We argue that the best carbon price signal is a cap and trade system with a price floor. The floor can be maintained by having firms pay an extra fee when they exercise their permits, based on the amount of their emissions. The carbon price then becomes equal to the sum of the permit price and the extra fee. This is similar to having emissions trading scheme combined with a carbon tax.

Stern described climate change as the greatest of market failure we have ever seen. Part of the reason for this market failure is that firms have not had to pay for the damage that they are doing to the planet. Any solution to the climate change problem must therefore involve making the polluter pay, be it through prices, quantities, other forms of regulation, or a combination of these mechanisms.

Price based mechanisms are known as carbon taxes – the regulator sets the price, leading to a reduction in emissions. The main quantity based mechanism is known as emissions trading, or cap and trade. A cap and trade scheme involves the regulator setting the amount of emissions, with the market determining the permit price. One form of cap and trade is carbon rationing, which is a pure application of the polluter pays principle – emission permits are allocated to the public, and polluters are required to buy permits from the public. There is also a form of emissions trading known as “baseline and credit”, which includes schemes like the UN Clean Development Mechanism and the NSW Greenhouse Gas Abatement Scheme. Baseline and credit schemes have problems with establishing a baseline, which means that it is difficult to prove that emissions reductions are real. For the rest of the post, when we discuss emissions trading we will be discussing cap and trade schemes. We shall also discuss hybrid approaches, which combine elements of a carbon tax and a cap and trade scheme.

A cap and trade scheme is not more or less market based than a carbon tax. The key issue is uncertainty — nobody knows how much emission reductions you will get for a given carbon tax level, and nobody knows what the carbon price will be for a given level of the cap. There are two sources of uncertainty – uncertainty in the cost of mitigation and uncertainty in the cost of climate change. It is not too hard to estimate upper bounds for the cost of mitigation (John Quiggin does it for electricity generation here, and some advocates of a very low carbon tax such as William Nordhaus also assume the existence of a “backstop technology” that plays a similiar role). The uncertainties in the costs and impacts of climate change are much greater, involve a whole lot of “long tails”, and cannot be bounded – in the words of Weitzman ( 2008 ) On Modeling and Interpreting the Economics of Catastrophic Climate Change, they have “potentially unlimited downside exposure”. There is also the issue of the discount rate, and of environmental costs, which mean that aggregating costs is also an ethical question.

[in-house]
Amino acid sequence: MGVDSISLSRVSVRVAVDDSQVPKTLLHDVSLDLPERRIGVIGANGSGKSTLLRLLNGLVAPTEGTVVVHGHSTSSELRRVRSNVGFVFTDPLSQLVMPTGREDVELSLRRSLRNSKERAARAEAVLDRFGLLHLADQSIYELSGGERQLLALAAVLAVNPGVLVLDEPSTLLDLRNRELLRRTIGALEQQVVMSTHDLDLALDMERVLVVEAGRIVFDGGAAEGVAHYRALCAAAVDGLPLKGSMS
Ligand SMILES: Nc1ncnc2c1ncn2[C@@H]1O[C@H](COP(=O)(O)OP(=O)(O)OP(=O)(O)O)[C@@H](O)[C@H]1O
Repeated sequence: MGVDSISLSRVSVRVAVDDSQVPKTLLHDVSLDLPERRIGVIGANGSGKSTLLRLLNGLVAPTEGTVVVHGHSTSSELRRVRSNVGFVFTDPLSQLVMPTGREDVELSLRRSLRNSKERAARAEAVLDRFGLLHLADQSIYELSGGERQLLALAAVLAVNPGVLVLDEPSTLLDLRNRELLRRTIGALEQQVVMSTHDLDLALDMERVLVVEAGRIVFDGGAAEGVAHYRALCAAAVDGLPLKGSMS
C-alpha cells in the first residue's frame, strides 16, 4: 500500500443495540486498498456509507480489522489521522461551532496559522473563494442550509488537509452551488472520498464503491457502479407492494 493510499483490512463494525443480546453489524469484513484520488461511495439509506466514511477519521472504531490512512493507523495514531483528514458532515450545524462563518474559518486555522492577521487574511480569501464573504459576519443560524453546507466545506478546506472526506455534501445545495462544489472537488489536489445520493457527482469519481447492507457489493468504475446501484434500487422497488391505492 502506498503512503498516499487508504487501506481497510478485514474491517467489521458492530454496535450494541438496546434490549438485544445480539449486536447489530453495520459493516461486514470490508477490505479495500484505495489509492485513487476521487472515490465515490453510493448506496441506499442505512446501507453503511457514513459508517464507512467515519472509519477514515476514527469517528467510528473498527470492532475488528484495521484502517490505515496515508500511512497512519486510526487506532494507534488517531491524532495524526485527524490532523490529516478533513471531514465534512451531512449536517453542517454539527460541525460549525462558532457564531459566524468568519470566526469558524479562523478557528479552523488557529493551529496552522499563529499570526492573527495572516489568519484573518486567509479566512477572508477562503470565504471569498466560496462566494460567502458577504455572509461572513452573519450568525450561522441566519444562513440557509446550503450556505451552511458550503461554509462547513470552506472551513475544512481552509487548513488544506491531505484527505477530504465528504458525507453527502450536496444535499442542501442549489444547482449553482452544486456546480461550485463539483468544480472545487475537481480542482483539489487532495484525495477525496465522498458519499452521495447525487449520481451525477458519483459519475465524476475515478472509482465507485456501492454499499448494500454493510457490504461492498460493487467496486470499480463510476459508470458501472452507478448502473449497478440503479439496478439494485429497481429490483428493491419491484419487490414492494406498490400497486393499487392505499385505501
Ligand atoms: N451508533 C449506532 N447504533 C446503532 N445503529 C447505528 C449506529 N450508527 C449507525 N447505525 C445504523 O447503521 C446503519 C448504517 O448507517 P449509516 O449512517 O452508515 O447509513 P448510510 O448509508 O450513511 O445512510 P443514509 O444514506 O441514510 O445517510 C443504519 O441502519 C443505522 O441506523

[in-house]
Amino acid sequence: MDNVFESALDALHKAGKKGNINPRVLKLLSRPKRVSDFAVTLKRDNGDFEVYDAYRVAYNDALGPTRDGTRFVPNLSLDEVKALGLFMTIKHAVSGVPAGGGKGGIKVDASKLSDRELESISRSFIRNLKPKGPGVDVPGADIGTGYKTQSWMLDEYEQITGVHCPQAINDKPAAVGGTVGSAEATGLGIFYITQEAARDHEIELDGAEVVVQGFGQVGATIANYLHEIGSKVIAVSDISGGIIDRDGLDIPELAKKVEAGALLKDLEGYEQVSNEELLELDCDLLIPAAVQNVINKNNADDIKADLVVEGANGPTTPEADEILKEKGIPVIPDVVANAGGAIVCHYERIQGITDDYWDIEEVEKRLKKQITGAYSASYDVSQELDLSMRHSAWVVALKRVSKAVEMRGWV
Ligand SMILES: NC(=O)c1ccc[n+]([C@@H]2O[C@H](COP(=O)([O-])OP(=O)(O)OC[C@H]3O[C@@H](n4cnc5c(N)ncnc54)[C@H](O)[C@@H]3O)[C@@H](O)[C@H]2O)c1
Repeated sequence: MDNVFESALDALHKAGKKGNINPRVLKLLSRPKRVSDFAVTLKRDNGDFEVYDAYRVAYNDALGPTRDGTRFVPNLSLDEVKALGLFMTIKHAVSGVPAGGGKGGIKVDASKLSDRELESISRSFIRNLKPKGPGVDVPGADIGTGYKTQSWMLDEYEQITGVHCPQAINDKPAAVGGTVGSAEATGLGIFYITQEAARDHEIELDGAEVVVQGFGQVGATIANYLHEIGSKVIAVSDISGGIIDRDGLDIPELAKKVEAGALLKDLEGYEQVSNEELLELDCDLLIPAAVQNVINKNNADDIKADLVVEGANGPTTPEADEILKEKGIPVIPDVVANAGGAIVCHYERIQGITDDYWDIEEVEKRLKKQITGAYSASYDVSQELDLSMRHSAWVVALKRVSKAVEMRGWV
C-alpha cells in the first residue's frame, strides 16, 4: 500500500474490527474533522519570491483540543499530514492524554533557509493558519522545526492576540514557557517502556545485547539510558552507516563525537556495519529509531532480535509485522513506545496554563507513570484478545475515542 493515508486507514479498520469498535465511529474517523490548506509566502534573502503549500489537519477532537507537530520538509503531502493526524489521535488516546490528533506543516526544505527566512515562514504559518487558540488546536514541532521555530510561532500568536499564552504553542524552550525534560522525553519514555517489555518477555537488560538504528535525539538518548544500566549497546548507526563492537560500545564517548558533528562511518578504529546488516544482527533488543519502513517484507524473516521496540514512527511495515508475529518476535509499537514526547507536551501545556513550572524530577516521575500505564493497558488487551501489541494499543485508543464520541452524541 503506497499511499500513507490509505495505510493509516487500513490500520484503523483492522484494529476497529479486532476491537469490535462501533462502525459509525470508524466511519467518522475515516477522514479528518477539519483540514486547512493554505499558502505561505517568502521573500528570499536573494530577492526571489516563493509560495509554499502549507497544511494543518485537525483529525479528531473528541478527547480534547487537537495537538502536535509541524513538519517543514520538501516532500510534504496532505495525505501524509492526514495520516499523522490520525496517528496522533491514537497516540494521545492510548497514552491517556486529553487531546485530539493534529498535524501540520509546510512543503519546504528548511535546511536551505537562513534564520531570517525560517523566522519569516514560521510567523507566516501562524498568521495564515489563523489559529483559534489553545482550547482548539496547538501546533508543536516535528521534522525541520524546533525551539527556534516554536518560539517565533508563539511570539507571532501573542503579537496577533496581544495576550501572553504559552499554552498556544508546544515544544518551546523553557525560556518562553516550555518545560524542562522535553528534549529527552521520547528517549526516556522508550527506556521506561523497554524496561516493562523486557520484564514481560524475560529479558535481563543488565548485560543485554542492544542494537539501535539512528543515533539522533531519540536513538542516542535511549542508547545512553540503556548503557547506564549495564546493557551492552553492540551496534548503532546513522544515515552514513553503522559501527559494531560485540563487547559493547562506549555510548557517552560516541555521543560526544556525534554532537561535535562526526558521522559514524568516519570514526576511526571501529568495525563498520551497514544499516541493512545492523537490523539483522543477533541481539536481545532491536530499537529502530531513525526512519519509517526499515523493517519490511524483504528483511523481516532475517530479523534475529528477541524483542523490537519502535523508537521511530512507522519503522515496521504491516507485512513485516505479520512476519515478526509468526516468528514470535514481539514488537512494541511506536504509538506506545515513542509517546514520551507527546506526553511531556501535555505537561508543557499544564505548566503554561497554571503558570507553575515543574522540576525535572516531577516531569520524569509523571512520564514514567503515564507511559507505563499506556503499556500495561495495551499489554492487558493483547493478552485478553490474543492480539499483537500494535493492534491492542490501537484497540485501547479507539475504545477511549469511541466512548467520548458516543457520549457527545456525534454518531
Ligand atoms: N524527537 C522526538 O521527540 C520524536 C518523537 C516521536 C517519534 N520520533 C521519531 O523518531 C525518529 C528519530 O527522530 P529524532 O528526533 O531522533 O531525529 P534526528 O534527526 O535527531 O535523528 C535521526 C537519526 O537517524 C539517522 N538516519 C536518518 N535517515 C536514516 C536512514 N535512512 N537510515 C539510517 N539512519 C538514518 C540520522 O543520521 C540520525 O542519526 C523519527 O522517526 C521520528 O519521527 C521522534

When choosing a price or quantity, it will either be too high or too low (because of uncertainty), and there will be a welfare loss. Weitzman (1974) Prices vs Quantities discusses the mathematics of this issue. Weitzman argues that the slope of the marginal cost and benefit curves are what matter and that if the cost of abatement goes up faster than the cost of climate change then a tax is better, if it doesn’t (such as when climate tipping point is a risk) then a cap-and-trade system is better. Hepburn (2006) Regulation by Prices, Quantities or both: a review of instrument choice has some good discussion of these issues.